For over 20 years, Malcolm Clarke has been providing management consulting services and leading project teams across entire enterprises. His experience ranges from pure business to pure technology, with a common theme of finding practical, applicable solutions to business problems as a consultant and an executive. He has participated in creating start-ups, moved small to medium businesses to the next level, and worked with large organizations across many different industries.
Malcolm is a strategic partner and principal consultant for a Toronto based firm Wellington Consulting Group and took some time this month to speak with the Fifty Thousand Foot Team to share his story and insights into the great profession of Consulting.
Your career in Consulting
1. Tell me how you first got involved with Consulting?
My independent consulting career started in 2000. I had gained a bunch of experience the prior decade delivering some pretty cool initiatives – built some data centers, ISP and wireless carrier networks and was even working on how to put maps on phones, Lol! I had also played a central role in transforming the company I had worked for since graduating from University. Consulting seemed like a logical next step.
2. What do you find most rewarding about being a consultant?
The most rewarding thing about being a consultant is working with a wide range of intelligent people to help create change. The freedom of not being constrained to a single line of work keeps it interesting and gives you more control over your destiny.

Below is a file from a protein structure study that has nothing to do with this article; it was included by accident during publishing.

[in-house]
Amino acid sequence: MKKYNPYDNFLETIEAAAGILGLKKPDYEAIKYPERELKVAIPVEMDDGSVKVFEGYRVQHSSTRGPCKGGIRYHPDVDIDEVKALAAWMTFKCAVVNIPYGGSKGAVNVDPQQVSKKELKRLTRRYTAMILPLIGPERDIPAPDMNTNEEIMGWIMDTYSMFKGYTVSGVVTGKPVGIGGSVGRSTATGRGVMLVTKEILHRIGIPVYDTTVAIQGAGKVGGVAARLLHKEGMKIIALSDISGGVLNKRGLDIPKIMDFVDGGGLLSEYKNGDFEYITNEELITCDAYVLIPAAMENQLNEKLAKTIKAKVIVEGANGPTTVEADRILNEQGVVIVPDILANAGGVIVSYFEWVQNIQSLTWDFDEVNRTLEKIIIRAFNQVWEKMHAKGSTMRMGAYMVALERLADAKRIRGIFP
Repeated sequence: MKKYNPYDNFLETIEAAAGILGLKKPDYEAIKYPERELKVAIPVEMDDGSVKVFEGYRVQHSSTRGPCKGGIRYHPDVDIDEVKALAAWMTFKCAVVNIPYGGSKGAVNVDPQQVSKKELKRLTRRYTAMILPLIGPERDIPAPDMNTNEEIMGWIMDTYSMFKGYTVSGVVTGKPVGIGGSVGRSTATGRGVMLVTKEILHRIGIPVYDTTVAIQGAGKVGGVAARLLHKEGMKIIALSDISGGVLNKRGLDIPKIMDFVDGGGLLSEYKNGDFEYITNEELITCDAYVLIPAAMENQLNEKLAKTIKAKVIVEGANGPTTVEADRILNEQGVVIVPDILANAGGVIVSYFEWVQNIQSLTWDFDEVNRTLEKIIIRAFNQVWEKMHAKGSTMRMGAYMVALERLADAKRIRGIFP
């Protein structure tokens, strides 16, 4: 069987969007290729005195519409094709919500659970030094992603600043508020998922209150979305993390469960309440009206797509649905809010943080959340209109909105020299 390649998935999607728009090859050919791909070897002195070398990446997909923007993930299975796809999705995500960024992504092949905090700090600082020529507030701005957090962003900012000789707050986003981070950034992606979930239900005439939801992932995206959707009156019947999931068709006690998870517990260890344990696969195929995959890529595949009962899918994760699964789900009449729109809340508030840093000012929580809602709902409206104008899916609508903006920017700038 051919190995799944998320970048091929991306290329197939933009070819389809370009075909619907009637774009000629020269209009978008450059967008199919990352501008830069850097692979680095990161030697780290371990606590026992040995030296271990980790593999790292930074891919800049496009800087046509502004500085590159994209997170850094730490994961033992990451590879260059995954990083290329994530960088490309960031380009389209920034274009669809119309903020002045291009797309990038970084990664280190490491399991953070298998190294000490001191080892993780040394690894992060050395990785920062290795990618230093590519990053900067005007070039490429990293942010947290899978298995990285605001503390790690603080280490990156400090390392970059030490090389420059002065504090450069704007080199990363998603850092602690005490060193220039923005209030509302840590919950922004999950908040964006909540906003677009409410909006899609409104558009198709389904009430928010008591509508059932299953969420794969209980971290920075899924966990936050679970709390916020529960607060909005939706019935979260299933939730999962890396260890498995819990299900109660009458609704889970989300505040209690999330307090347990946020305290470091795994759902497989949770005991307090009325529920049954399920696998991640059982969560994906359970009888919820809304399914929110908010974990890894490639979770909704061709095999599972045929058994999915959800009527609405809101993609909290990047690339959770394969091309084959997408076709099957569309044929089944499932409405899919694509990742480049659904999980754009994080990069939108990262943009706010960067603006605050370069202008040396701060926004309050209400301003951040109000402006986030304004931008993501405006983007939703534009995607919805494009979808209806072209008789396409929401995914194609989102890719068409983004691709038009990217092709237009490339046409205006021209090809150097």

Work life in a small firm
3. Tell us about the consulting firm you partner with?
I’ve partnered with Wellington Consulting Group. I have had a long work history with Wellington’s President, Brian McConnell. Our business relationship started in 2003. At different times I’ve been a subcontractor, client, and employee to Brian. It’s worked out well for both of us over the years.
4. What advice would you give other consultants who are thinking of partnering in a small firm?
Pay attention when opportunity presents itself. Trust your judgement and look forward. Be practical – if the situation can result in more business for you, and you work well together, maybe that’s a better option than trying not to do it all yourself. Two can be better than one and it can help with the run rate of business. Being part of something more than an independent practice presents an opportunity to develop a stronger brand, and share the effort and reward building intellectual property.
5. How do you and your partners split your time between growing the firm and serving your clients?
Brian’s role is primarily in business development. The priority for me and the other partners is to be billable. However, we all contribute to business development – working on proposals, taking time to understand what clients need, lunches and events, doing talks, participating in industry groups, white paper development, etc.
Technologies impact on consulting and customers
6. How do you see tech advancements affecting the consultant industry?
Process automation, AI, machine learning, advances in managing and moving massive amounts of data and blockchain are going to be the biggest disruptors. These technologies all focus on one thing – getting results faster.
Consulting will need to keep up – specialized skills, subject matter expertise, the ability to change and adapt quickly, bring experience to the table effectively and help clients find practical ways to bring solutions to their market faster.